EPRI Study: Electrification Can Lower Costs, Reduce Energy Use and Emissions
PALO ALTO, Calif. (April 3, 2018) – A new report by the Electric Power Research Institute (EPRI) concludes that increased use of electric vehicles and increasing customer choice coupled with an expanded array of attractive electricity-powered technologies will help improve U.S. energy efficiency while reducing emissions in concert with substantial economic growth over the next three decades.
EPRI's U.S. National Electrification Assessment (USNEA), released today at the National Press Club in Washington, D.C., assesses how rapid advances in innovative electric technologies may impact consumers' energy purchases and the resulting implications for energy efficiency, the environment and the electric grid.
EPRI's advanced economic modeling evaluates customer choices in the context of a detailed regional energy model that includes all major economic sectors and energy sources.
"Electric technologies today provide affordable, efficient and cleaner alternatives for many energy uses and further improvement is imminent with fundamental technology advances occurring every day in the end-use, delivery and supply of electricity. This report is intended to stimulate a discussion of how we can achieve the maximum possible benefits from these technology advances – a process we call efficient electrification," said Michael W. Howard, president and CEO of EPRI.
EPRI's assessment examined four core scenarios in considering opportunities, drivers and challenges for efficient electrification. The four scenarios involve different assumptions about the trajectory of technological innovations and environmental policies.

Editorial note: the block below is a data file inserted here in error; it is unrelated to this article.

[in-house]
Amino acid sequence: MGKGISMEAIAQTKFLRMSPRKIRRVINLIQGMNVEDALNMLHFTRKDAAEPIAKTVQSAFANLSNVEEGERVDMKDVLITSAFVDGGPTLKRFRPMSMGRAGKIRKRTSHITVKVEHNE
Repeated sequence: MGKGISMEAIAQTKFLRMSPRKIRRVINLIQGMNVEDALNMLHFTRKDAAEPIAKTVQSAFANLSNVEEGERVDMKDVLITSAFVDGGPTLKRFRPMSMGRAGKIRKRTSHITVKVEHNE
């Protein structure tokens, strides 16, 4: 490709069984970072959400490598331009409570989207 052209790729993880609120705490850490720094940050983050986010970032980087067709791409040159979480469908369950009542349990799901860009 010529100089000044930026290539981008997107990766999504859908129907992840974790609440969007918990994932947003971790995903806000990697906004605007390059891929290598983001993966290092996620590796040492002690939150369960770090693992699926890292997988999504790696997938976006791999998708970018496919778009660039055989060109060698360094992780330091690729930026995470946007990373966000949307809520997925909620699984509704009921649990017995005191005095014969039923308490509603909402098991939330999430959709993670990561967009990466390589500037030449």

The study found that under each scenario, economy-wide electrification and technology advances led to reductions in energy consumption and emissions driven by electrification and efficiency gains. Natural gas use increases across all four scenarios. Carbon capture and storage becomes an essential technology for natural gas use to continue to grow in the scenarios that assume a future carbon price.
The study highlighted potential shifts in electricity loads across the United States caused primarily by additions of "grid interactive" innovative electric technologies including electric vehicles, heat pump water heaters and other connected devices. The assessment also emphasizes the important efforts to fully integrate them, potentially adding significant flexibility to the grid as highlighted in EPRI's Integrated Grid Benefit-Cost Framework and Integrated Energy Network efforts.
EPRI noted that realizing such benefits is contingent on continued investment in technology innovation to ensure a full-portfolio of electricity generation options, advance electric-powered devices and accelerate the transition to a modernized, flexible, resilient and integrated electricity grid.
"The key observations from this study provide insights into the achievability of a cleaner and more cost-effective future, but EPRI must also focus on advancing the technology and electric system understanding to enable the results of this study to become a reality," Howard said. "EPRI is conducting more detailed analyses of efficient electrification at state and regional levels along with expanding our research collaborations on this topic. We are also working with stakeholders around the world to assess how electrification can lead to a more efficient integrated energy network."
The assessment was summarized by EPRI technical experts Geoff Blanford and Allen Dennis. Their presentations were followed by a panel discussion led by Anda Ray, EPRI senior vice president, and three members of EPRI's Board of Directors: Jeffrey Lyash, president and CEO Ontario Power Generation, Inc.; Pat Vincent-Collawn, chairman, president, and CEO of PNM Resources, Inc.; and Sheryl Carter, director, Power Sector of the Natural Resources Defense Council.
More information is available at EPRI.com, where interested parties can also subscribe to EPRI's monthly electrification newsletter and register to participate in EPRI's inaugural Electrification 2018 conference, August 20–23, 2018, in Long Beach, California.